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Why India faces 'macro' challenges: Five things to know
You may have often heard experts talk about the deterioration in India's macro-economic environment. Large institutional investors attach a significant weightage to factors like inflation, current account deficit, fiscal deficit, balance of payment and investment growth in a country before investing. Countries that grow fast and have low government deficits, inflation and interest rates attract capital flows.
Here five things to know about India's macro-challenges:
Inflation: The Reserve Bank of India has often highlighted the threat of inflation. While the wholesale price inflation eased to 7.18% for December 2012, it is still high, according to RBI governor D Subbarao. This makes any rapid cut in borrowing rates difficult for RBI. This is because sharp cuts in interest rates could fuel more inflation as money becomes cheap. Although inflation is expected to ease in 2013-14, a higher-than-expected government spending due to general elections in 2014 or a sharp rise in commodity and oil prices could limit the downside, credit rating agency Crisil said in a note.
Current account deficit: India is a net importer of goods and services. Hence, it runs a current account deficit. The latest government data showed that the current account deficit stood at 5.4% of GDP. Exports are slowing and imports continue to stay firm. India relies on foreign capital flows to meet the increase in the US dollar demand. Media reports suggest that the government is expected to conduct road shows to attract more foreign capital. It has also decided to defer the implementation of the controversial General Anti Avoidance rules or GAAR.
Fiscal deficit: The Indian government spends more than it earns in terms of tax revenue and other means. The fiscal deficit equals the money the government has to borrow from RBI to meet the expenditure. To reduce the fiscal deficit, the government has to cut expenditure and raise resources. The government has not succeeded in doing both in a meaningful way, according to a recent report by Kotak Securities. The Indian government is likely to spend close to Rs 3,00,000crore on providing jobs, cheap fuel, food and fertiliser by 2013-14, the report adds. The increased borrowing from the government leads to more demand for money and high interest rates.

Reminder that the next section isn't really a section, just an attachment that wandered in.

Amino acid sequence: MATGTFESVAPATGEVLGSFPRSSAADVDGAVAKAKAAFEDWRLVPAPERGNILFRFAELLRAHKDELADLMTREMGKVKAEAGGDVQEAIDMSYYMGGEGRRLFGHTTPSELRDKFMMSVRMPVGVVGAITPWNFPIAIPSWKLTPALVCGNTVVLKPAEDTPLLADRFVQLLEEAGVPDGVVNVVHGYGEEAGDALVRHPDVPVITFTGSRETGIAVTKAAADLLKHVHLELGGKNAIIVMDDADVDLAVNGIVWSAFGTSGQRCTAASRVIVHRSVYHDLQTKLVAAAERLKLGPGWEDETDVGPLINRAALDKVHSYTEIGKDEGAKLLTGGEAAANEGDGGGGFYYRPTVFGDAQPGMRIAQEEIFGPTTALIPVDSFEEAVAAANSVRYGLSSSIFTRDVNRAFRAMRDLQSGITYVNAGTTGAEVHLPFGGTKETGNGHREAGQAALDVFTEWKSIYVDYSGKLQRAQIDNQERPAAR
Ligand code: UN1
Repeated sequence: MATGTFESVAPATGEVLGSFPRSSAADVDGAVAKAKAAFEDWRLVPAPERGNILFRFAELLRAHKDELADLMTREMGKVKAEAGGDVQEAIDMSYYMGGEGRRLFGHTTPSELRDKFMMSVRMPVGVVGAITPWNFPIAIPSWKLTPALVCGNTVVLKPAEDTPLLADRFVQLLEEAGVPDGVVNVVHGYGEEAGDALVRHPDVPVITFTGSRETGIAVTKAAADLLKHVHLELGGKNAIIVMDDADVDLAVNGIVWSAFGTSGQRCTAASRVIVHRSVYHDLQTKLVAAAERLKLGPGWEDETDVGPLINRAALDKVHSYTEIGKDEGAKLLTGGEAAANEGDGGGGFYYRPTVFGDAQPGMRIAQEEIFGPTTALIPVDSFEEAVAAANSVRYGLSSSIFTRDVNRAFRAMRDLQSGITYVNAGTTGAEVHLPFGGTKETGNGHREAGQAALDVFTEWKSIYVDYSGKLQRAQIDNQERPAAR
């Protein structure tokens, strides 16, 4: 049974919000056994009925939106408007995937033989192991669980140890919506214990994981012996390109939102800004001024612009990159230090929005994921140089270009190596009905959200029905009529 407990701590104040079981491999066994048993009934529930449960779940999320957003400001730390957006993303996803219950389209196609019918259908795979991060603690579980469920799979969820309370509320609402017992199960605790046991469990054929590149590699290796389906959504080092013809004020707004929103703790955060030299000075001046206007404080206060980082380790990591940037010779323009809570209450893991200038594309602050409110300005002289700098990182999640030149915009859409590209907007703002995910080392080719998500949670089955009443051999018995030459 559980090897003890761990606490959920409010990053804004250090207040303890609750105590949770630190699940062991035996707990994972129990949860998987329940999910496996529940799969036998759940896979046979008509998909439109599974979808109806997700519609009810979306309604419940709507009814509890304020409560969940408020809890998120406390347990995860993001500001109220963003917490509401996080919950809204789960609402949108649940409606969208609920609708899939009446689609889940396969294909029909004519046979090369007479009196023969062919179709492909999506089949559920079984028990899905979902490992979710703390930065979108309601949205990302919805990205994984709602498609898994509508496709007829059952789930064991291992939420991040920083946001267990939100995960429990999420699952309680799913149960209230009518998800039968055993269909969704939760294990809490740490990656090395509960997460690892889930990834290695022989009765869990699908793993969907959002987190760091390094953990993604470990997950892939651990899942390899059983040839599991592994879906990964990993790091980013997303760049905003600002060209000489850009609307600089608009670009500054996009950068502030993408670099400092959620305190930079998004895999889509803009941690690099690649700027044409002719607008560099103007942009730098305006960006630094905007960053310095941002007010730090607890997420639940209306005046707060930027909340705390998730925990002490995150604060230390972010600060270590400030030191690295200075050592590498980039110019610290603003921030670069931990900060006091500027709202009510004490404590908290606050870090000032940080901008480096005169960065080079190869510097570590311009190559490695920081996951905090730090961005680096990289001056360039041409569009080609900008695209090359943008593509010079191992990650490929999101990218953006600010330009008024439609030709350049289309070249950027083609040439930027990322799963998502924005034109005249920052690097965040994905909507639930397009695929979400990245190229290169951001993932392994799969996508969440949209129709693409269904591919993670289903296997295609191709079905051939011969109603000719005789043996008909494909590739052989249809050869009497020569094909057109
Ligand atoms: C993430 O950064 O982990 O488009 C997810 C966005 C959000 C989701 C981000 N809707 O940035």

Balance of payment: India's transactions with the rest of the world are reflected in the balance of payment. India is a net importer of goods and services. To pay for these excess imports, India has to use external financing. However, in the current economic environment, challenges emerge for this financing. India's overall external debt stands at $ 346bn for 2011-12. This has more than doubled over the past 5 years. "Rising external debt would make India's balance of payment position more vulnerable to global volatility in investor sentiment and related capital flows," said Kotak Securities in a report. The brokerage argues for taking steps to increase exports to manage the balance of payment situation.
Investment growth: An economy needs investment from businesses and governments to stimulate growth. The growth in investment is measured by a factor called gross fixed capital formation. This is rate at which new assets are created. This is hovering around 2% for the past four quarters. RBI data suggests that this is the lowest rate since 2008-09. For an economy to revive, this number needs to look up. During the high growth phase of over 8 per cent between 2004 and 2008, gross fixed capital formation was around 15 per cent, according to the data. This means that companies are holding back investments for new projects.
Experts are concerned about the continued surge in gold imports. So much that it is becoming a factor affecting India's macro-economic stability.Between 2004 and 2008, India invested $124 bn in gold assets, according to estimates compiled by Kotak Securities. This is about 25 per cent of the planned expenditure by the government on infrastructure in the 11th five year plan.